Figures provided by Dick Simpson show that between 1955 and 1971, the CHA built 10,256 apartments—all but 63 in black neighborhoods. “If you look at where the Robert Taylor Homes were placed, where Cabrini-Green was placed, and where some of the other huge high-rises were, they did, ultimately, form a wall between black and white, between poor communities and affluent communities,” says Lois Wille, the prizewinning journalist. But Daley I refused to acknowledge a problem. “We have no ghettos in Chicago,” he famously asserted in 1963.

The Daley I biographer Adam Cohen argues that “segregation worked for Daley,” in the sense that it upheld his political machine and put something of a brake on white flight. “That said, it came at a huge cost to the city. Due in large part to Daley’s policies, Chicago is, even to this day, an incredibly segregated city.”

Simpson points out that over the past 40 years Chicago has slowly become more integrated. “We’ve gone from a segregation index of 94 to 82,” he says. (The segregation index is used to measure the degree of racial mixing; the highest score of 100 means every city block is completely segregated, either all black or all white; a zero means the races on every block are in exact proportion to their citywide ratio.) “All you can say about it is, it’s gotten better.”

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By 1995, conditions in Chicago’s public housing had fallen into such horrific decay that the federal government had to step in and oversee administration of the projects. At the time, 11 of the nation’s 15 poorest neighborhoods were Chicago public housing communities.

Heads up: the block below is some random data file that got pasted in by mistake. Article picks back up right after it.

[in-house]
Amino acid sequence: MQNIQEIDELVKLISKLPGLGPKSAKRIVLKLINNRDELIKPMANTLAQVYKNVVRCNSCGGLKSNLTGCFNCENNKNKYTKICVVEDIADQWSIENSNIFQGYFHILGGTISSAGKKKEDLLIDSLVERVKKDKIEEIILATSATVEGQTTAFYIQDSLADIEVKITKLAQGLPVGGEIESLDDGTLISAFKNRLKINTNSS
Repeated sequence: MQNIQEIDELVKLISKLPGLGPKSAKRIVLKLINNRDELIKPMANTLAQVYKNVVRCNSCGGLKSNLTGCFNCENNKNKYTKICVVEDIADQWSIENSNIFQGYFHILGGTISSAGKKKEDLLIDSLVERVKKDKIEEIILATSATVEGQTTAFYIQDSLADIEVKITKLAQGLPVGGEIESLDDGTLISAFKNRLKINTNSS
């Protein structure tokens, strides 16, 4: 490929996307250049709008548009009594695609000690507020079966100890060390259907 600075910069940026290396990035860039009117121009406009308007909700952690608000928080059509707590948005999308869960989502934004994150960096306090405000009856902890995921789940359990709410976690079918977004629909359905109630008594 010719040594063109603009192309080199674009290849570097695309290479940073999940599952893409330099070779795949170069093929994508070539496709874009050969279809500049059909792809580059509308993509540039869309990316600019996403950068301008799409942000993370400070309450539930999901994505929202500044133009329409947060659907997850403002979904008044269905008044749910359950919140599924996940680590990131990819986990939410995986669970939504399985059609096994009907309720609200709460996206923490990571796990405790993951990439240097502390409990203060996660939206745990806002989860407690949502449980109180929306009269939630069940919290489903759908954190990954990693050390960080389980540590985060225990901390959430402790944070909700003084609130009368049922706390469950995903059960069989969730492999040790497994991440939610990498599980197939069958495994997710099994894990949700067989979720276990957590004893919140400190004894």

Four years later, Daley II took back control—a politically risky but much-applauded move that drew plenty of contrasts to his father. In November 1999, the CHA launched its ten-year, $1.5-billion Plan for Transformation. To date, the city says it has renovated or redeveloped 16,202 public housing units, nearly two-thirds of the total 25,000 units called for in the plan. It is also five years, probably more, behind schedule. A Tribune investigation published in July found that only 30 percent of the demolition and replacement has been completed, and that half of the new public housing units were built before the plan began. In addition, more than 56,000 former public housing residents are still waiting for new replacement homes.

The writer Alex Kotlowitz, whose best-selling book There Are No Children Here chronicled life in Chicago’s public housing in the late 1980s, says the Plan for Transformation has increasingly sent Chicago’s poorest residents to the bordering suburbs, resulting in a ring of poverty around the city—similar to what has happened in the suburbs of Paris. “On one hand, I admire the audacity of the plan,” says Kotlowitz. “On the other hand, I’m not sure it’s being implemented well.”

Leon Despres says Daley II shouldn’t get much credit for tearing down one of Chicago’s biggest fiascoes. “This mayor didn’t open the gates,” says Despres. “Time just did.”

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Photograph: Chicago Tribune photo by Luigi Mendicino